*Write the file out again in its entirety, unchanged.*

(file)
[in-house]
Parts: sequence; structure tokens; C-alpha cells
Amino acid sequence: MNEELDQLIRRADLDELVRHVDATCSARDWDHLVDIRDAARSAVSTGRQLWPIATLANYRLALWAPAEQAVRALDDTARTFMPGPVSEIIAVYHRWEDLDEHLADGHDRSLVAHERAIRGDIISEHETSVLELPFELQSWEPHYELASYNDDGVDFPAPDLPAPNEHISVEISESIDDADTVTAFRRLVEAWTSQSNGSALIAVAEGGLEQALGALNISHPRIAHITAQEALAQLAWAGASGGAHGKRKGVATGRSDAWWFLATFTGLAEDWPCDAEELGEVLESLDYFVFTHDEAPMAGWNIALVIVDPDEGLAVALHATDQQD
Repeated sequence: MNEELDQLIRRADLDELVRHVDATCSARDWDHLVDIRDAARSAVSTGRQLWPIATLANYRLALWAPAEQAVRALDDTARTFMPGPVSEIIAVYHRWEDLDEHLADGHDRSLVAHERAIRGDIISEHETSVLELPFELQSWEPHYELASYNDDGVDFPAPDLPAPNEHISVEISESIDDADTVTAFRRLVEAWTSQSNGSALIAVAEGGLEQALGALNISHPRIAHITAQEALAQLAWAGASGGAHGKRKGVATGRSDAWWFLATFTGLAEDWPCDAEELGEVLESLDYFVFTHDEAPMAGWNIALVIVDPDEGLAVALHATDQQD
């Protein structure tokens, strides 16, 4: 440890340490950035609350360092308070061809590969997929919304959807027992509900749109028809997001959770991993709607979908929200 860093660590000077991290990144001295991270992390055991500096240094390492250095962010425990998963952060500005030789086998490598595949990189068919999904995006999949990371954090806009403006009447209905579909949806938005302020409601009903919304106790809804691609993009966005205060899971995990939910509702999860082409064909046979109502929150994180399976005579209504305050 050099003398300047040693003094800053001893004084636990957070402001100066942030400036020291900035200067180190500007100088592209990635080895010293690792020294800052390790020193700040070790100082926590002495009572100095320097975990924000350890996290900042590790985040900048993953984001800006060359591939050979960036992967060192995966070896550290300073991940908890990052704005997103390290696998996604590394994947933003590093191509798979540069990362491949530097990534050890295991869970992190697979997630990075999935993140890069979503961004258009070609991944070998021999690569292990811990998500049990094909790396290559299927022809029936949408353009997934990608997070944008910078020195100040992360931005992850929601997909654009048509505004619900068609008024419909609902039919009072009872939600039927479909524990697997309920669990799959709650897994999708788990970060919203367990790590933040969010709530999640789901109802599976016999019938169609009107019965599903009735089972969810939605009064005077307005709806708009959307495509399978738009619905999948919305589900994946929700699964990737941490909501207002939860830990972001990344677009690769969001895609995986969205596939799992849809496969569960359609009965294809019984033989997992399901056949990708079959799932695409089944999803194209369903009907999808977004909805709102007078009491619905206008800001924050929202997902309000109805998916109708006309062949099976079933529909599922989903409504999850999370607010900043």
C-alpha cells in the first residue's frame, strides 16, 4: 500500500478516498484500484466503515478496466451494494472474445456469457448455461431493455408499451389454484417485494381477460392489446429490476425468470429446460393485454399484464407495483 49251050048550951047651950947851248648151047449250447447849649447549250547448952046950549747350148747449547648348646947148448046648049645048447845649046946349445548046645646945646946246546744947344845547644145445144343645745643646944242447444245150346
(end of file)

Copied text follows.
[in-house]
Parts: sequence; structure tokens; C-alpha cells
Amino acid sequence: MNEELDQLIRRADLDELVRHVDATCSARDWDHLVDIRDAARSAVSTGRQLWPIATLANYRLALWAPAEQAVRALDDTARTFMPGPVSEIIAVYHRWEDLDEHLADGHDRSLVAHERAIRGDIISEHETSVLELPFELQSWEPHYELASYNDDGVDFPAPDLPAPNEHISVEISESIDDADTVTAFRRLVEAWTSQSNGSALIAVAEGGLEQALGALNISHPRIAHITAQEALAQLAWAGASGGAHGKRKGVATGRSDAWWFLATFTGLAEDWPCDAEELGEVLESLDYFVFTHDEAPMAGWNIALVIVDPDEGLAVALHATDQQD
Repeated sequence: MNEELDQLIRRADLDELVRHVDATCSARDWDHLVDIRDAARSAVSTGRQLWPIATLANYRLALWAPAEQAVRALDDTARTFMPGPVSEIIAVYHRWEDLDEHLADGHDRSLVAHERAIRGDIISEHETSVLELPFELQSWEPHYELASYNDDGVDFPAPDLPAPNEHISVEISESIDDADTVTAFRRLVEAWTSQSNGSALIAVAEGGLEQALGALNISHPRIAHITAQEALAQLAWAGASGGAHGKRKGVATGRSDAWWFLATFTGLAEDWPCDAEELGEVLESLDYFVFTHDEAPMAGWNIALVIVDPDEGLAVALHATDQQD
């Protein structure tokens, strides 16, 4: 440890340490950035609350360092308070061809590969997929919304959807027992509900749109028809997001959770991993709607979908929200 860093660590000077991290990144001295991270992390055991500096240094390492250095962010425990998963952060500005030789086998490598595949990189068919999904995006999949990371954090806009403006009447209905579909949806938005302020409601009903919304106790809804691609993009966005205060899971995990939910509702999860082409064909046979109502929150994180399976005579209504305050 050099003398300047040693003094800053001893004084636990957070402001100066942030400036020291900035200067180190500007100088592209990635080895010293690792020294800052390790020193700040070790100082926590002495009572100095320097975990924000350890996290900042590790985040900048993953984001800006060359591939050979960036992967060192995966070896550290300073991940908890990052704005997103390290696998996604590394994947933003590093191509798979540069990362491949530097990534050890295991869970992190697979997630990075999935993140890069979503961004258009070609991944070998021999690569292990811990998500049990094909790396290559299927022809029936949408353009997934990608997070944008910078020195100040992360931005992850929601997909654009048509505004619900068609008024419909609902039919009072009872939600039927479909524990697997309920669990799959709650897994999708788990970060919203367990790590933040969010709530999640789901109802599976016999019938169609009107019965599903009735089972969810939605009064005077307005709806708009959307495509399978738009619905999948919305589900994946929700699964990737941490909501207002939860830990972001990344677009690769969001895609995986969205596939799992849809496969569960359609009965294809019984033989997992399901056949990708079959799932695409089944999803194209369903009907999808977004909805709102007078009491619905206008800001924050929202997902309000109805998916109708006309062949099976079933529909599922989903409504999850999370607010900043």
C-alpha cells in the first residue's frame, strides 16, 4: 500500500478516498484500484466503515478496466451494494472474445456469457448455461431493455408499451389454484417485494381477460392489446429490476425468470429446460393485454399484464407495483 49251050048550951047651950947851248648151047449250447447849649447549250547448952046950549747350148747449547648348646947148448046648049645048447845649046946349445548046645646945646946246546744947344845547644145445144343645745643646944242447444245150346